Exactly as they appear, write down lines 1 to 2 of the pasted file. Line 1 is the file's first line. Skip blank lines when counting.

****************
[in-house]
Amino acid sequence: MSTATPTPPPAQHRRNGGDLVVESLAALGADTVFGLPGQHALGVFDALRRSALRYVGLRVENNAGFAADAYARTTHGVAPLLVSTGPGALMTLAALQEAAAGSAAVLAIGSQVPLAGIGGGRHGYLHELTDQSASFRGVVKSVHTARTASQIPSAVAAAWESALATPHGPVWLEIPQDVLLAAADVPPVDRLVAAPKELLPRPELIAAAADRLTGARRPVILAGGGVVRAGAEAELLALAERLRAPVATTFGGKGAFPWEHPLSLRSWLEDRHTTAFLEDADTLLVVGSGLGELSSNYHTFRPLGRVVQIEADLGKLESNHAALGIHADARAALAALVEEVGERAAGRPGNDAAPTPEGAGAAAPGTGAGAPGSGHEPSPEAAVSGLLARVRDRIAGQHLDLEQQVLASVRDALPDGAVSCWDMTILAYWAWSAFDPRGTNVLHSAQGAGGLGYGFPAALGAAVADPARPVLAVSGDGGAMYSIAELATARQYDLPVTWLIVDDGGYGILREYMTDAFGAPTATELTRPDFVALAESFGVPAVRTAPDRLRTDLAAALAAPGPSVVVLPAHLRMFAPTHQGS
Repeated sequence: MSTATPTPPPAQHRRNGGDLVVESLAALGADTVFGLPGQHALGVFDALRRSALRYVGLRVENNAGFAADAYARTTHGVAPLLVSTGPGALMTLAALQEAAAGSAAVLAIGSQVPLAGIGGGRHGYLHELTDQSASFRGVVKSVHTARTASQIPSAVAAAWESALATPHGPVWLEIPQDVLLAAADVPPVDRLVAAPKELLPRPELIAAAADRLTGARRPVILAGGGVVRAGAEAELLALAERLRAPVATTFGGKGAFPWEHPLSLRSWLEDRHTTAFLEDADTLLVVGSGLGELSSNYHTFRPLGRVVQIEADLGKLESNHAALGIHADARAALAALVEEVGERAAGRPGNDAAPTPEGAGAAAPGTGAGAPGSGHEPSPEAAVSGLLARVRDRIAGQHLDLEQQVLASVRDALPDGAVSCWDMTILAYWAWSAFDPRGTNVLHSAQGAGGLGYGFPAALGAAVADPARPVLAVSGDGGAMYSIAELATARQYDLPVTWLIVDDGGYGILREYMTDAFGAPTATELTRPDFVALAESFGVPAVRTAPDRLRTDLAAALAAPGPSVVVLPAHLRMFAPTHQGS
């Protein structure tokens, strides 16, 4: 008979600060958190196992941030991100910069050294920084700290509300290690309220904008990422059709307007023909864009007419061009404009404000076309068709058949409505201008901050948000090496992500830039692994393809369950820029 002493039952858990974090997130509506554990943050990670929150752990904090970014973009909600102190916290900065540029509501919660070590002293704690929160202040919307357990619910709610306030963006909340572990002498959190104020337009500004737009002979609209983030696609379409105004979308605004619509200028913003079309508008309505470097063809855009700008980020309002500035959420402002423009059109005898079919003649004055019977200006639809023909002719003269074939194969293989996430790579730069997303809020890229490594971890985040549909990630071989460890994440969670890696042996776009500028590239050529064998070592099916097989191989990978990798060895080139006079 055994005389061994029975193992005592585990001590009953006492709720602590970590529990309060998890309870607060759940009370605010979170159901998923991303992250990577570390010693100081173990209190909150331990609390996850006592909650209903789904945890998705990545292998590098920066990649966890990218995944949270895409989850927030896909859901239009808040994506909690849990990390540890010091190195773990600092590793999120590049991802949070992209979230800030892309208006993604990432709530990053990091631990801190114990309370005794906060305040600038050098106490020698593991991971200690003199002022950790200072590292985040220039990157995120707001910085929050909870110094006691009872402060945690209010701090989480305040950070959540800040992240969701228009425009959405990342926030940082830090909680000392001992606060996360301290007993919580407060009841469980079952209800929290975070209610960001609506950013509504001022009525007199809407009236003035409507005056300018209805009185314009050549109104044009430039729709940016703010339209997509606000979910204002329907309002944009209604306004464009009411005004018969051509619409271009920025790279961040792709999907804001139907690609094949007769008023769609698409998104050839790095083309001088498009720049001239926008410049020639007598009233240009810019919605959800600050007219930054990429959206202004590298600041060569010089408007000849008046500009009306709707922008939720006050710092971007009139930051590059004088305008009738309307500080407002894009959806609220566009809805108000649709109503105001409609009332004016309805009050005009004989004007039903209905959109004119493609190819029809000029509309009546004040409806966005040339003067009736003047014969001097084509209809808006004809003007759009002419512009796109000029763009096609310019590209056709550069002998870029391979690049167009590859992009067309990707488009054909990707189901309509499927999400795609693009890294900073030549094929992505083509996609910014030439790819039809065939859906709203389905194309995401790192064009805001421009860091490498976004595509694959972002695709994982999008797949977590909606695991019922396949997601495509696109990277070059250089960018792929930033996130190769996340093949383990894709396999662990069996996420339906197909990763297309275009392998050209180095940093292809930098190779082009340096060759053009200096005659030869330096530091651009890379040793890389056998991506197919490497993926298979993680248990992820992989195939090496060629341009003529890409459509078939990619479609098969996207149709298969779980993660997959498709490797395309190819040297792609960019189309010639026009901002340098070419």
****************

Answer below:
[in-house]
Amino acid sequence: MSTATPTPPPAQHRRNGGDLVVESLAALGADTVFGLPGQHALGVFDALRRSALRYVGLRVENNAGFAADAYARTTHGVAPLLVSTGPGALMTLAALQEAAAGSAAVLAIGSQVPLAGIGGGRHGYLHELTDQSASFRGVVKSVHTARTASQIPSAVAAAWESALATPHGPVWLEIPQDVLLAAADVPPVDRLVAAPKELLPRPELIAAAADRLTGARRPVILAGGGVVRAGAEAELLALAERLRAPVATTFGGKGAFPWEHPLSLRSWLEDRHTTAFLEDADTLLVVGSGLGELSSNYHTFRPLGRVVQIEADLGKLESNHAALGIHADARAALAALVEEVGERAAGRPGNDAAPTPEGAGAAAPGTGAGAPGSGHEPSPEAAVSGLLARVRDRIAGQHLDLEQQVLASVRDALPDGAVSCWDMTILAYWAWSAFDPRGTNVLHSAQGAGGLGYGFPAALGAAVADPARPVLAVSGDGGAMYSIAELATARQYDLPVTWLIVDDGGYGILREYMTDAFGAPTATELTRPDFVALAESFGVPAVRTAPDRLRTDLAAALAAPGPSVVVLPAHLRMFAPTHQGS